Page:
– by Tim Jousma


Legendary actor Bill Paxton passed away the other day at age 61 due to complications arising from surgery. His career spanned decades, seeing him with parts in The Terminator, Aliens, Twister, and the television shows Big Love and Training Day. Everyone at LRM wishes to express their condolences to the Paxton family on their loss.

As an actor, what I loved about him was the honesty he brought to his roles. Even if he were only on screen for a couple minutes, you believed he was the whatever character he was portraying on screen. I also loved the sense of wonder you would see in his face. He was a man who loved playing make believe in Hollywood. Some actors take themselves too seriously to really enjoy the fact that they’re experiencing a once in a lifetime opportunity. Bill had a way of making you feel like a kid with how excited he appeared.

A friend of mine, Eric Fuentes, had the pleasure of meeting Mr. Paxton when he lived in Los Angeles. When Bill passed away, he related some stories of what Bill was like which I would like to share with you now.

“I first fell in love with Bill when as a kid I devoured anything that featured anyone from the Brat Pack, a group of young actors who worked together and were coveted by Hollywood and the paparazzi alike. He wasn’t part of that group. No, he was Chet the older, conservative, hyper-masculine brother to one of the leads in Weird Science. It was then that I would form what would become a model of man that I was attracted to: masculine, arrogant, full of themselves. He went on to making other movies where he’d be cast as a loud-mouth, comic relief; True Lies, Aliens, Predator 2. Bill has good off-screen presence and made the right friends in Hollywood. Bill refused to be type-cast in those roles and showed his range in movies like Tombstone, Apollo 13, and Frank & Jesse but it wasn’t until a movie who’s lead was a natural disaster that Bill became a household name. When Twister came out, my admiration (and attraction) for Bill Paxton had reached its peak. It was then (1996) that I met Bill who lived in Santa Barbara at the time. We both volunteered for AIDS Walk in Ventura, Ca. He and Rob Lowe were the Celebrity hosts and I was prepared with my VHS copy of Twister which Bill happily signed. My mom still has that copy. I’d see and talk with Bill again while serving him and his family who would frequent the restaurant that I served at. His wife and son came in regularly and I’d send them off with a request to pass on my well wishes to Bill. I grew proud of Bill with each new interpretation of his talent as I saw him taking parts that seemed to mature in nature in the same way that his repertoire, and my sense of attraction, was maturing. It’s true. Bill Paxton helped shape my attraction throughout my life. That’s a big statement. When Bill worked on Titanic I saw him pull back a bit and I wondered why he was taking small parts again but I see now that it was in preparation to get into the most complex and mature role he’d done on film to date. Big Love was incredibly controversial and touched a very heavy topic that I saw Bill conquer with much aplomb. I don’t think the “Bill” character could have been as relatable and likable if anyone else had played him and I believe it was a personal challenge and accomplishment for him – or at least that’s how I felt: proud. I felt pride for someone who I considered a friend and who would smile his famous wide-tooth grin when he’d see me. A friend who I grew up with, maybe not physically but by way of cinema and TV. I felt a close connection with Bill. I feel a loss today. I celebrate Bill’s great catalogue of performances. Today, I’ll reflect on each of my favorite roles and how they seemed to align perfectly for the different stages of my life. Thank you Private Hudson. Godspeed on the next leg of your journey!”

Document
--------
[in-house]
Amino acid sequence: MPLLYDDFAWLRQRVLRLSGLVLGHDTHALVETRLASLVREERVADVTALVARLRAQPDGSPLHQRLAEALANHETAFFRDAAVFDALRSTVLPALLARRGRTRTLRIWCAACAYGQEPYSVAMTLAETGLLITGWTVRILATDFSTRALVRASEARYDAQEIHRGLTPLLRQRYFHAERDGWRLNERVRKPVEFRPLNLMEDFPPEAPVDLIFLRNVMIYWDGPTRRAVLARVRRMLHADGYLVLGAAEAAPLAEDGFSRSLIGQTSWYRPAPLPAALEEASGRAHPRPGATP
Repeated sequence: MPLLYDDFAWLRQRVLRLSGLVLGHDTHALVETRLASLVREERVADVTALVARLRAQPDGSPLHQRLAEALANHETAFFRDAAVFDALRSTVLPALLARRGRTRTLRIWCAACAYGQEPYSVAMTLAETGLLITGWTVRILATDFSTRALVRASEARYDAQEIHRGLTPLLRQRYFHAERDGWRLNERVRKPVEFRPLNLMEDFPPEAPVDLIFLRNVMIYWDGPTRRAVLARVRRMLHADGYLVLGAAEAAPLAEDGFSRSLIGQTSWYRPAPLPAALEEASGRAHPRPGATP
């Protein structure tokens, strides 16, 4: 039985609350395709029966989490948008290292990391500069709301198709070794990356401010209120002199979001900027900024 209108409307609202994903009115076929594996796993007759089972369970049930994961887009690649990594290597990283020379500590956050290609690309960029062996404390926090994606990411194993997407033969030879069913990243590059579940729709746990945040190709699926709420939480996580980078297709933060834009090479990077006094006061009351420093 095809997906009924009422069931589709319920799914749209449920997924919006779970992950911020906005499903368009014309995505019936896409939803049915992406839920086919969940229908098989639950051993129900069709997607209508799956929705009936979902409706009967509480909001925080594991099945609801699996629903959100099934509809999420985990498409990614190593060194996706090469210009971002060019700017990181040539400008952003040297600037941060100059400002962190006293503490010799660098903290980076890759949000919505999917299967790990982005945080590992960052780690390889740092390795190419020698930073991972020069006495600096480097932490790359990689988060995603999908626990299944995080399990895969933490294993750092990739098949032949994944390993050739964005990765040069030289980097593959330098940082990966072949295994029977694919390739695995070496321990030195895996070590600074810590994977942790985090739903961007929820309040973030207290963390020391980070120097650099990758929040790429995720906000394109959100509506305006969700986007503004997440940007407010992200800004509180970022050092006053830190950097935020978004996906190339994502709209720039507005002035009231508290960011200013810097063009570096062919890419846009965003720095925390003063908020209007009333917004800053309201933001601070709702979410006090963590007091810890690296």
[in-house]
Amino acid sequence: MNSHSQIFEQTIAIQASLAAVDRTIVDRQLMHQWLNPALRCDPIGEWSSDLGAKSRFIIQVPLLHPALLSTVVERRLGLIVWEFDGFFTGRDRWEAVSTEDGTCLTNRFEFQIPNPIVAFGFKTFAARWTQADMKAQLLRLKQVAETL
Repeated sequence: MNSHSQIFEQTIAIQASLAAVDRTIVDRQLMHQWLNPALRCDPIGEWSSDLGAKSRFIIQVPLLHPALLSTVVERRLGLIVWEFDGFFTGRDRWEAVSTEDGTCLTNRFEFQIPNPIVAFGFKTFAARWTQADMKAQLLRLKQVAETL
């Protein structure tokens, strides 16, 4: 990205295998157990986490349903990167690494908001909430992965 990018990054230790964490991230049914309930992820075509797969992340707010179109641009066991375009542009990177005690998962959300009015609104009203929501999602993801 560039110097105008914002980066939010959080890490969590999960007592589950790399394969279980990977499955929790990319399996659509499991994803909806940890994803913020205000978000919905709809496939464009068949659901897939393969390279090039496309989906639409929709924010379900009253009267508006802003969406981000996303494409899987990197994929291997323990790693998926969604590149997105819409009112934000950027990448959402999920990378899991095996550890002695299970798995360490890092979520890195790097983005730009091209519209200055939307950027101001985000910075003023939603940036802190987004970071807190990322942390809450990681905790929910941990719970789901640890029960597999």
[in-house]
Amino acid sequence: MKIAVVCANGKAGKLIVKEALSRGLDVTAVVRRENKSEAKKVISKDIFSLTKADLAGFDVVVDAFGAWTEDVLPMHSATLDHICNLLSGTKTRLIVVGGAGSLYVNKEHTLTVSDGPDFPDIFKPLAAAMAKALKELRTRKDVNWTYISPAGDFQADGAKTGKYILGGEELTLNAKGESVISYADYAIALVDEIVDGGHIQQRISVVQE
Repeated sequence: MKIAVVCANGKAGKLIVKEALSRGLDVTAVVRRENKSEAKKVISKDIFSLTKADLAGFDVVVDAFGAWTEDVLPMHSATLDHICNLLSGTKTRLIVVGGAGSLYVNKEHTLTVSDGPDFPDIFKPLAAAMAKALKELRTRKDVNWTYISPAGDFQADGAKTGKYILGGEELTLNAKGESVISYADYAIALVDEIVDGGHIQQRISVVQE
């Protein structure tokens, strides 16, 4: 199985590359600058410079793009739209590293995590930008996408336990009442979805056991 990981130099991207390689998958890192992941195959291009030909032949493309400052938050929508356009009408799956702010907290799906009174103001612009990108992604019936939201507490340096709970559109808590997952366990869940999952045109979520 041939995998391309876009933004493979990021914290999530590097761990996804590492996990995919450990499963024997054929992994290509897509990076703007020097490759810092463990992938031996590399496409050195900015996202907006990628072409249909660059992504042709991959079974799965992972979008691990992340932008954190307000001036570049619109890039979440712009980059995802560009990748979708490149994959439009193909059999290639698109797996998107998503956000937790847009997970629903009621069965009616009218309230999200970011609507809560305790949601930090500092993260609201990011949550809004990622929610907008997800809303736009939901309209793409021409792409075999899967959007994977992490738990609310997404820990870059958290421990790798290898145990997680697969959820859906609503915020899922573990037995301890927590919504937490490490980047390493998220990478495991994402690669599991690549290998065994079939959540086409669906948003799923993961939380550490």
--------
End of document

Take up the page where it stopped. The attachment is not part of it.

Bill Paxton was an amazing actor. He was someone who loved the type of movies that other actors would shy away from because they might not be deemed serious movies. He will be missed but his legacy lives on. Thank you Bill for everything you’ve done.